Personalize Cell Phone Greetings with YouMail

ByMichael McCarty-October 09, 2006YouMail is a voice mail system for cell phones. Among many features, it allows you to record unique voice greetings for anyone who calls you, based on their caller ID. Individualize your voice greetings for friends, family or important callers while maintaining a standard greeting for work and unknown callers.Check your voice messages from any phone or via the web and forward favorite messages to anyone via email. Have fun with the already infamous DITCHMAIL feature that hangs up on unwanted callers after your custom greeting for them is played.YouMail works with your existing phone and carrier and is easy to try without risk. YouMail is free for users who sign up now while there are still beta accounts available and easy to change back and forth between your current voice mail and YouMail.YouMail is compatible with the following phone services:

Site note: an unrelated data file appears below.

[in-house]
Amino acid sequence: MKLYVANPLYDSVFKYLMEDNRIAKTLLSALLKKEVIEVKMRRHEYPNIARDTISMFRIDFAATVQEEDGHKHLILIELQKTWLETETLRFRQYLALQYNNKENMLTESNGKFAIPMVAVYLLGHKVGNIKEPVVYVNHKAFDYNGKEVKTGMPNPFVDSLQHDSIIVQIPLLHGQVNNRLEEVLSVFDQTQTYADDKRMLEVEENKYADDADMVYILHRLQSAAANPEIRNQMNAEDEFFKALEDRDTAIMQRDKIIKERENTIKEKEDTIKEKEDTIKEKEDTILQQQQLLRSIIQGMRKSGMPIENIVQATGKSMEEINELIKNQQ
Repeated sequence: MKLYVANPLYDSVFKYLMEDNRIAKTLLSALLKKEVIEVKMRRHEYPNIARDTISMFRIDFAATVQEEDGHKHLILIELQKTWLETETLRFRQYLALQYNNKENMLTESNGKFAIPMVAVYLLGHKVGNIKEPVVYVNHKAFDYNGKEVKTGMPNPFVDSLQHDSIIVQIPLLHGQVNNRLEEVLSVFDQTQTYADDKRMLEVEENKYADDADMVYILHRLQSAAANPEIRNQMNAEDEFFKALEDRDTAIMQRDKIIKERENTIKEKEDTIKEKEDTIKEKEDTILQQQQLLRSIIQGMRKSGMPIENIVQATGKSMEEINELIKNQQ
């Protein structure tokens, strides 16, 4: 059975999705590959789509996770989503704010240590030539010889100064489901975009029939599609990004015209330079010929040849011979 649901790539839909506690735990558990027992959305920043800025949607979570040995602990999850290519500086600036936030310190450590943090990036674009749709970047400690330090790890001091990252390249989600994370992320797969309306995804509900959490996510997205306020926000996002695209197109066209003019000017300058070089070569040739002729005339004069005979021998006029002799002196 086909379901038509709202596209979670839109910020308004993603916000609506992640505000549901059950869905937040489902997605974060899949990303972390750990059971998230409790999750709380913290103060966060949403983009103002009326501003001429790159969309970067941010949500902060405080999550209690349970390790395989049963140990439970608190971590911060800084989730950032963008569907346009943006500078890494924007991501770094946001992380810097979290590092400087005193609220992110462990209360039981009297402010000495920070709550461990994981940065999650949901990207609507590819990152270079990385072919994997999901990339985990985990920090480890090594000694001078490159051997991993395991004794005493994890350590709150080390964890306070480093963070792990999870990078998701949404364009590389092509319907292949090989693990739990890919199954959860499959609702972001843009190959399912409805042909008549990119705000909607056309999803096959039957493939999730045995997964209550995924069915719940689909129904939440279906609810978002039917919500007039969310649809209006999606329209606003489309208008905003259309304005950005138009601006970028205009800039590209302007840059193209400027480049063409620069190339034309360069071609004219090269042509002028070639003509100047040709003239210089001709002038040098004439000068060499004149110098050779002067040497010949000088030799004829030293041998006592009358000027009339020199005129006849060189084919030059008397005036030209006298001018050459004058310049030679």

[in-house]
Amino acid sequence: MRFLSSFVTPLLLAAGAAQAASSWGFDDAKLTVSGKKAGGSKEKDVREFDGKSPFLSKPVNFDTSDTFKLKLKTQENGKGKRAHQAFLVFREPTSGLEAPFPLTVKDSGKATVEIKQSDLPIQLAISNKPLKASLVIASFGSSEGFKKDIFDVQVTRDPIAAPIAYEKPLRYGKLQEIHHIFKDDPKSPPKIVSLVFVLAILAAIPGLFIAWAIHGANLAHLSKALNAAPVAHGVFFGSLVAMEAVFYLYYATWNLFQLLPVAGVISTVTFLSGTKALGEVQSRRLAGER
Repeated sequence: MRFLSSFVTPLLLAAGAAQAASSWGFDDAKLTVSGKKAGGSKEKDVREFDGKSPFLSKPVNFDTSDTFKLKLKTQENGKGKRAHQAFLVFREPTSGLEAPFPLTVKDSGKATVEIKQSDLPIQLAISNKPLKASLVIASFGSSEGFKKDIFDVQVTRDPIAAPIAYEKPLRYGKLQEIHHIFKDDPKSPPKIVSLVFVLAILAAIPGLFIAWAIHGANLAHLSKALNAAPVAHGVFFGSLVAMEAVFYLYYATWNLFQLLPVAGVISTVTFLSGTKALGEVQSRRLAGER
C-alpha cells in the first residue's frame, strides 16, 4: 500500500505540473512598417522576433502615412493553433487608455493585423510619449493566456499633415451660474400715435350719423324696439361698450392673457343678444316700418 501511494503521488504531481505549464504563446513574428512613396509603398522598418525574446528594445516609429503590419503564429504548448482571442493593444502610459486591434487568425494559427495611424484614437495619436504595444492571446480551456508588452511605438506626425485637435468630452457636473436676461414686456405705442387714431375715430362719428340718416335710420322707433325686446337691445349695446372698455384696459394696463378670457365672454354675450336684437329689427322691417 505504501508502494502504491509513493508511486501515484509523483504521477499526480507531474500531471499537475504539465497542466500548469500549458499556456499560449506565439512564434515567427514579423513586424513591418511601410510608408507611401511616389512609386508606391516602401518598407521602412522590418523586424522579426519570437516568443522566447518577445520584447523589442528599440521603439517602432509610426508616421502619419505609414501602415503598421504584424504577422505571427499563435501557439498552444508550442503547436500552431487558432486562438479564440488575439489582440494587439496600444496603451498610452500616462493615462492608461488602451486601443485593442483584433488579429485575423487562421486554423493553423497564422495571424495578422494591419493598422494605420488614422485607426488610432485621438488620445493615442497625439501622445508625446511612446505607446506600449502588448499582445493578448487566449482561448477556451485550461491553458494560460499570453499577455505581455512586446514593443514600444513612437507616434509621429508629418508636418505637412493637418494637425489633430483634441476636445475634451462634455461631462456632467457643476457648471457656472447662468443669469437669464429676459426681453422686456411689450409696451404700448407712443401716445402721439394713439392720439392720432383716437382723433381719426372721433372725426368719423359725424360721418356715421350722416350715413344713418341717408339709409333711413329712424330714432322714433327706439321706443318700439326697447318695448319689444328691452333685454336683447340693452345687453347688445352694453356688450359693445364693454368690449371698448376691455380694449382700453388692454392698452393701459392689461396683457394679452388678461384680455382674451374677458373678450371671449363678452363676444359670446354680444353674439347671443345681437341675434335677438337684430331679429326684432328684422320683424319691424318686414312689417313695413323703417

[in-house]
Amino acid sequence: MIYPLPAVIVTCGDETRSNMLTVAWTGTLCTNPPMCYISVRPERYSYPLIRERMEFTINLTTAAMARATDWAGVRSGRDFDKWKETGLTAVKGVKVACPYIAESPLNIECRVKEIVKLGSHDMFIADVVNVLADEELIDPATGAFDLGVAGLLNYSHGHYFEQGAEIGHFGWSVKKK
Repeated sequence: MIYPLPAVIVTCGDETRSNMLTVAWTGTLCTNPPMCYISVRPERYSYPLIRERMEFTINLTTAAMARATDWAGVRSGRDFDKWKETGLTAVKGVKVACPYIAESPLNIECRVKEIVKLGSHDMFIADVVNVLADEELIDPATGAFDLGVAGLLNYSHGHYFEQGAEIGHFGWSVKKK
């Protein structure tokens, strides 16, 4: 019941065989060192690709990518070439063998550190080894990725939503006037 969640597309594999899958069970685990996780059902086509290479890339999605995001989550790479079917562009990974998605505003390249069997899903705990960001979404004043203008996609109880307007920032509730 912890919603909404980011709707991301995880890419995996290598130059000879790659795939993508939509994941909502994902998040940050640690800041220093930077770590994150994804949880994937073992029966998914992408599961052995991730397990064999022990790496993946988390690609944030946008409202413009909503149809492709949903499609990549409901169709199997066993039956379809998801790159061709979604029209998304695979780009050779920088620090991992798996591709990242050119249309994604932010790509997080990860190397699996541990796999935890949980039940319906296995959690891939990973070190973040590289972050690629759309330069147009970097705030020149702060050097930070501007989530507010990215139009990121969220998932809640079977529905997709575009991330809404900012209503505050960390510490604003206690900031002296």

Verizon Wireless
Cingular Wireless

NOTE: Some features may require sighted assistance. The service is in beta so please report…Post a CommentRead More »

The musical Mouse Pad

ByMichael McCarty-October 09, 2006For most totally blind computer users, the mouse pad is just something that sits on their desk taking up space. If you use a screen reader to access Windows you don’t really have a use for the old mouse and certainly not the mouse pad.Well if you’re into audio and recording things with your computer, I’m about to change your mind about the good old mouse pad, this one really can be a benefit to any computer user.One of the most annoying things to do around the computer is to try to find those small audio jacks on the back of the computer’s case. (I know, some computers have audio jacks on the front panel, but many don’t). The Musical Mouse Pad solves this problem by adding jacks to the mouse pad. Think of it! Your audio jacks are always next to the keyboard. Check out these features: